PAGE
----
President Donald Trump wants US "interest rates down to ZERO, or less," he tweeted Wednesday amid widespread expectations that the Federal Reserve will cut rates later this month.
"We should then start to refinance our debt. INTEREST COST COULD BE BROUGHT WAY DOWN, while at the same time substantially lengthening the term," he added.
"It is only the naivete of Jay Powell and the Federal Reserve that doesn't allow us to do what other countries are already doing. A once in a lifetime opportunity that we are missing because of 'Boneheads.'"
As it becomes increasingly apparent that the US economy has slowed in 2019, Trump has publicly berated Fed chair Jerome Powell and the central bank for failing to loosen monetary policy fast enough.
Investors overwhelmingly expect the Fed to deliver a 25-basis-point cut to interest rates as the global economy slows and the US-China trade war drags into its second year.
The Fed cut the benchmark interest rate in July for the first time in more than a decade, partly as insurance against the impact of trade uncertainties on the economy.
Powell has vowed to act to ensure that American economic expansion continues, but warned the central bank has no "rulebook" for dealing with the US-China trade war.
"We have the great currency, power, and balance sheet," Trump said in announcing that the "Federal Reserve should get our interest rates down to ZERO, or less."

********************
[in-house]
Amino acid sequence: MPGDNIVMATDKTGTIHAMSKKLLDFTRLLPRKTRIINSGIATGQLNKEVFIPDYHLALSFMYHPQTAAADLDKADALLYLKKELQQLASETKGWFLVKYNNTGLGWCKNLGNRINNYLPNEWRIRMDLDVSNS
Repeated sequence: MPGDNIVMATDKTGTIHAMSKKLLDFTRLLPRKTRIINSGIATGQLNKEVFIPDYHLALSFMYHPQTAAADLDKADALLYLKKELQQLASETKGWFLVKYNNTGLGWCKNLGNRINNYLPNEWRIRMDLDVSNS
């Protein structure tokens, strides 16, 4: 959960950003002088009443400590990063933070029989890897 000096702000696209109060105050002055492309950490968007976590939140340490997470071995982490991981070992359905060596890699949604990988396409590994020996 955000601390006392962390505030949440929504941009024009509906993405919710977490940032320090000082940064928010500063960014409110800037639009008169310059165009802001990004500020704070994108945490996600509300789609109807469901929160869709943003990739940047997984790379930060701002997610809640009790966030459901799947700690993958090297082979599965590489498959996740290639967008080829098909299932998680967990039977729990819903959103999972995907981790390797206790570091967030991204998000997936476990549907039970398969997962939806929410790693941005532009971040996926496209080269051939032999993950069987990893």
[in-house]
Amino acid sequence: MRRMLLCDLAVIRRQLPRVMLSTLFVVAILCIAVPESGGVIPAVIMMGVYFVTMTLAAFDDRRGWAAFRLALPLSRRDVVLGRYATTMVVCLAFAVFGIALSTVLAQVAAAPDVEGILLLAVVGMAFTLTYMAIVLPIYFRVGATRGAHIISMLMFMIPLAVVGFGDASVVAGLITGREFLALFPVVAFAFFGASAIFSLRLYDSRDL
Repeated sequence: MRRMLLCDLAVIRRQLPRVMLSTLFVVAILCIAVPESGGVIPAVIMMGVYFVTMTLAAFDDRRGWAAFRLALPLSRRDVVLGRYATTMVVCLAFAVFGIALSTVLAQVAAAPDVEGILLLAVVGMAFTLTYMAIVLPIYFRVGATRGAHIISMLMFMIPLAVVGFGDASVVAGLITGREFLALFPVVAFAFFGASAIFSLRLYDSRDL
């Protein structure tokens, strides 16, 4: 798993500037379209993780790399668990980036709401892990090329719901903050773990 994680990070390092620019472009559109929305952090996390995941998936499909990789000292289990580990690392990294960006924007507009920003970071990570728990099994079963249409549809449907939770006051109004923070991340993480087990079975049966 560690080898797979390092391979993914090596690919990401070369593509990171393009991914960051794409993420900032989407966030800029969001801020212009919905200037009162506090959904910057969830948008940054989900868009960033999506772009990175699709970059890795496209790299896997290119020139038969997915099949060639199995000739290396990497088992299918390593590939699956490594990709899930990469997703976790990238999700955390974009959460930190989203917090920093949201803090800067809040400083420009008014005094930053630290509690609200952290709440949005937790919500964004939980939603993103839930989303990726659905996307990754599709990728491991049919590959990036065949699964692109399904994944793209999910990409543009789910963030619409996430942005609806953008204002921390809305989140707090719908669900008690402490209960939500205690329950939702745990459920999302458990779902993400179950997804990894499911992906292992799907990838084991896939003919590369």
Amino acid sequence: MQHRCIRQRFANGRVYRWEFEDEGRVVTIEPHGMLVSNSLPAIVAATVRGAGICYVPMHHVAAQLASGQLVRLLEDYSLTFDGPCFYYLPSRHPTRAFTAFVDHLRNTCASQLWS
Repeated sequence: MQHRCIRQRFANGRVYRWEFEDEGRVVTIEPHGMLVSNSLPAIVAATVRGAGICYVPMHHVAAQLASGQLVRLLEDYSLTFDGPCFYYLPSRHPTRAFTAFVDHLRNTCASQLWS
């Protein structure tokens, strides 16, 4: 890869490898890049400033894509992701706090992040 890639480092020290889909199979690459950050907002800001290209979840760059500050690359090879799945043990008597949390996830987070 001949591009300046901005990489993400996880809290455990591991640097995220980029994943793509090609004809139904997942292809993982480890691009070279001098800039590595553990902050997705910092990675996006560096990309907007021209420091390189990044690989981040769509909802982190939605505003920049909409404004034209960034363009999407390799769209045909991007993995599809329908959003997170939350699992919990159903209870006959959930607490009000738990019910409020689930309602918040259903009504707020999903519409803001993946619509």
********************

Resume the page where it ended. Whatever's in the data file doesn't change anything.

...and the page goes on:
While the Fed is not expecting a recession, trade frictions -- as well as slower global growth and persistently low inflation -- are among the "significant risks" that policy makers are watching, the Fed chair said during a conversation at the University of Zurich on Friday.
The US economic landscape has shifted this year, as business investment has weakened noticeably, manufacturing has fallen into decline and job creation has slowed.
The Fed chair noted, however, that unemployment had remained near historic lows for about 18 months while wages were rising, fueling consumer spending.
Powell, whom Trump promoted to Fed chairman last year, has come under repeated attacks from the president but has reiterated that he and his Fed colleagues ignore such comments when they set monetary policy.